As mentioned above we have found Ceaser, the first time a few mornings ago he was at the far eastern end of the Rongai river, in an area known as 'Hamerkop', barely lifting his head, just once or twice and giving us enough to confirm it was him (his ear clip visible and adding to the fact he now only has one testicle!) the next morning, we found him again, around 20 hours since we left him the day prior. He has moved further west and taking a reading from the GPS from the day before he had travelled a staggering 6.78 miles (as the crow flies). As well as Ceaser we have also found 'Ron', another male from the same coalition. This male bears an uncanny resemblence to his father, Notch (who it is believed has now sadly passed on and who many believe was killed in a fight with other males around 8-10 weeks ago) Like his brothers and nephews he is a still a mighty and fine looking male, a far cry from when we used to see them on the Marsh when they were only 18 months old. Ron and Ceaser were both found together last night (on the third occasion that we found Ceaser) He was resting under an acacia before moving a short distance across the lugga and taking interest to a nearby buffalo, and then soon joined by Ceaser. We returned again the morning of the 16th to try and find them again, hoping they may have been joined by the other two from the same coalition (Grimace and Notch 2/Notch Jnr) However, they had moved on and we were unsuccessful in finding any of the males. No doubt moving off in the evening and patrolling their territory and getting away from the cheeky cubs! We suspect they have moved a little further south, the area they were looking toward and given we checked all along the Rongai river to find them with no luck.
Twice we have also found a group of 8 cubs (around 10-12 months old) and 2 adult females (it is believed there are 3 adult females to this group) The first sighting they were laid out in the shade under dense bushes, but this morning (16th) they were more visible, we identified that the 8 cubs comprised of at least 5 males. The two females were trying to hunt but unsuccessful on two attempts trying to hunt Hartebeest. After giving up they moved back to the cubs and sought shade in a lugga, on their return to the cubs there was a big bundle of lion!, as the cubs excitedly greeted the adult females. What is interesting is that this morning they were literally 2-3 km from the Rongai females. One of which (Napejo) was seen briefly this am in the same area we left them last night, but no sign of the cubs.
In addition to the above two days ago we also found three young male lions, located between Mara intrepids and Fig tree camp, around 2.5 years old. One had a slight injury to his eye and a fresh wound on his back, we believe they were the former cubs of the Rekero pride (sired by the the Notch coalition) part of a group of four males (or it may be 5, at this moment my memory escapes me!) including an older one called 'Kijana' who seemed absent from the group. Given the slight injuries to the one lion and the absence of the 4th we suspect they have started mating and had been fighting over mating rights, we are fairly sure the one missing was Kijana, the older one who would have likely been the victor over mating! Kijana is a male who actually originated from the Paradise pride (again offspring from the Notch coalition)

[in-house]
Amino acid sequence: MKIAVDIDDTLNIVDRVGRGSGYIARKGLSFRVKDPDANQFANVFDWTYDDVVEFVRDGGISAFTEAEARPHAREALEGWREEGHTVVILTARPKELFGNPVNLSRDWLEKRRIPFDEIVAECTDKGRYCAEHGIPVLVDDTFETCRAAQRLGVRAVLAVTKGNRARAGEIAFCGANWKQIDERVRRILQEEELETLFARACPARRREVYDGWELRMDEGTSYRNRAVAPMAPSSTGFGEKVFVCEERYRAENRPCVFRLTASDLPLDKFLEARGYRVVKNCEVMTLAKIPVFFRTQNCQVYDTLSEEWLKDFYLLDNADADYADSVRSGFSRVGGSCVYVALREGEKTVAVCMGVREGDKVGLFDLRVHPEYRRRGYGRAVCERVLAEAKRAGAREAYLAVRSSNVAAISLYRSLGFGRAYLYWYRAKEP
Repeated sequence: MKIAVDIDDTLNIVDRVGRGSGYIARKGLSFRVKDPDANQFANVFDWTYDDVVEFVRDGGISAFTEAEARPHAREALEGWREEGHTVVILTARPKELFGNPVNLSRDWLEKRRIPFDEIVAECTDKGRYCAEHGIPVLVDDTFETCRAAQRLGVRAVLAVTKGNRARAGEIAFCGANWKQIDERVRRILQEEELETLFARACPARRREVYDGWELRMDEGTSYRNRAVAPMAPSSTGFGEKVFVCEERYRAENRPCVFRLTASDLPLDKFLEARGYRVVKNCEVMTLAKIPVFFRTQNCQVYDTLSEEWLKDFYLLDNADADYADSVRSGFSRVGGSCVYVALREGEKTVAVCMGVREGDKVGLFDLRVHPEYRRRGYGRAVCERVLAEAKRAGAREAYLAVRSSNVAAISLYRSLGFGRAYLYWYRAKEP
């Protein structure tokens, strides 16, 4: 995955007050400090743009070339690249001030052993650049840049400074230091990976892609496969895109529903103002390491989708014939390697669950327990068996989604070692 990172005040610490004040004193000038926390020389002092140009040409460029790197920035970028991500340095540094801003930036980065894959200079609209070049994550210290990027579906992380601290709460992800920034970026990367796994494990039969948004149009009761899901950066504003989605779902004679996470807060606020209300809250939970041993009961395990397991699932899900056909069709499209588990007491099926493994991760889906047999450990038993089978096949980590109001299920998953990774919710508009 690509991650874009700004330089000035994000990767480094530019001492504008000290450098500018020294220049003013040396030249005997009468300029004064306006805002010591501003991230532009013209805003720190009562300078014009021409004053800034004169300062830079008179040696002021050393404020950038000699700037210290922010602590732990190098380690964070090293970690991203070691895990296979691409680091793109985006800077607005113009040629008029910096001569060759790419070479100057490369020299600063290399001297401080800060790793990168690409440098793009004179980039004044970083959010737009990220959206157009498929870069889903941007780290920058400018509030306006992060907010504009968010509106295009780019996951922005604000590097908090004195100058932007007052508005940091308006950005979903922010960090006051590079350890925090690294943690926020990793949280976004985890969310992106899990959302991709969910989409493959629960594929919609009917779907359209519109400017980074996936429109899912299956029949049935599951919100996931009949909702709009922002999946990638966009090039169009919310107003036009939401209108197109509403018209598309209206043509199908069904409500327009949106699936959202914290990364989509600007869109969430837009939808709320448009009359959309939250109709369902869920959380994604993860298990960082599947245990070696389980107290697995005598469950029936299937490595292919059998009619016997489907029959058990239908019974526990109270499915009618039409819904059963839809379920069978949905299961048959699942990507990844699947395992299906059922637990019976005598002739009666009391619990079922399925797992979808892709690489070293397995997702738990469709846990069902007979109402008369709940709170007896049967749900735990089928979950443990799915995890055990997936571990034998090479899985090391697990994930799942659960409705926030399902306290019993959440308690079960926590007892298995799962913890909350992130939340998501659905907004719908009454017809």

We have also been looking for the females from the Olkiombo pride (the breakaway group usually found north of the Talek River) and so far have found 2 females, East of Rhino Ridge, who we believe are Olkiombo females.
As well as lions we have had two brief cheetah sightings, one of which we did not spend any time with as there were a hoard of cars and we were reluctant to join this minivan circus. The other's were two sub adults with their mother but so far in the croton that we could only just about make out their age but could not their identity their sex. Again we stayed with them a short time. They were inactive, with little game around and so we left them to rest peacefully.
Tomorrow we will likley venture a little more west and probably toward the marsh area to catch up with the Marsh pride, but who knows what the night time sounds will bring and where this takes us!
Tuesday, 15 October 2013
We are a bit behind of blogging given our days have been spent out in the field most of the day for the last 3/4 days! As we write this post we are now in a different section of the Mara so time for a quick update on our few days in the Mara Triangle (MT) before we moved to a different location. The weather has been mixed, heavy cloud with rain on a couple of occasions in the evening, the last day in this area it started to clear and we hope this fair weather continues! We had some fabulous Rhino sightings, Including a female and calf that is being closely followed by a beautiful, yet protective and aggressive male. Twice we have seen them together, interesting given that Black Rhino are normally solitary. Whilst we would love to post a photograph of these guys it feels inappropriate to do so given the issue of poaching and the photo will provide too much indication of their current location.